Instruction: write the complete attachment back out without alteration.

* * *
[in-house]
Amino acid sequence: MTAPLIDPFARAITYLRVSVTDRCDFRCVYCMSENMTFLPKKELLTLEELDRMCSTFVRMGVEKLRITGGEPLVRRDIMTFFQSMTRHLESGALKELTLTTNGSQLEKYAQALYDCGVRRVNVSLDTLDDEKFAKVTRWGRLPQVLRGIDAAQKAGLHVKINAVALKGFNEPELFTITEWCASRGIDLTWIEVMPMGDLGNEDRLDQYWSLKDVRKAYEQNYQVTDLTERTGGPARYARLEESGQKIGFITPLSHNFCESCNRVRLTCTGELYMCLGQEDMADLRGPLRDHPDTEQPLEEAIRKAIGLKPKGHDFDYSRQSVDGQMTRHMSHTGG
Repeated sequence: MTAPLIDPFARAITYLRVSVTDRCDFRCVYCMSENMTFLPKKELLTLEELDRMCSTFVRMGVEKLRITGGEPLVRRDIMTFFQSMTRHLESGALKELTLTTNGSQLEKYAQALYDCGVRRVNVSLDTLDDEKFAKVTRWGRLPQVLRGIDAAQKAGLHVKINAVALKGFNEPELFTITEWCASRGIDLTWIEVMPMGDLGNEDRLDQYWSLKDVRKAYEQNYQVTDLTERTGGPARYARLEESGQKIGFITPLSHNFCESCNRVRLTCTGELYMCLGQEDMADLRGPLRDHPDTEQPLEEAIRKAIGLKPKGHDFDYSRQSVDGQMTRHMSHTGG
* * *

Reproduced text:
[in-house]
Amino acid sequence: MTAPLIDPFARAITYLRVSVTDRCDFRCVYCMSENMTFLPKKELLTLEELDRMCSTFVRMGVEKLRITGGEPLVRRDIMTFFQSMTRHLESGALKELTLTTNGSQLEKYAQALYDCGVRRVNVSLDTLDDEKFAKVTRWGRLPQVLRGIDAAQKAGLHVKINAVALKGFNEPELFTITEWCASRGIDLTWIEVMPMGDLGNEDRLDQYWSLKDVRKAYEQNYQVTDLTERTGGPARYARLEESGQKIGFITPLSHNFCESCNRVRLTCTGELYMCLGQEDMADLRGPLRDHPDTEQPLEEAIRKAIGLKPKGHDFDYSRQSVDGQMTRHMSHTGG
Repeated sequence: MTAPLIDPFARAITYLRVSVTDRCDFRCVYCMSENMTFLPKKELLTLEELDRMCSTFVRMGVEKLRITGGEPLVRRDIMTFFQSMTRHLESGALKELTLTTNGSQLEKYAQALYDCGVRRVNVSLDTLDDEKFAKVTRWGRLPQVLRGIDAAQKAGLHVKINAVALKGFNEPELFTITEWCASRGIDLTWIEVMPMGDLGNEDRLDQYWSLKDVRKAYEQNYQVTDLTERTGGPARYARLEESGQKIGFITPLSHNFCESCNRVRLTCTGELYMCLGQEDMADLRGPLRDHPDTEQPLEEAIRKAIGLKPKGHDFDYSRQSVDGQMTRHMSHTGG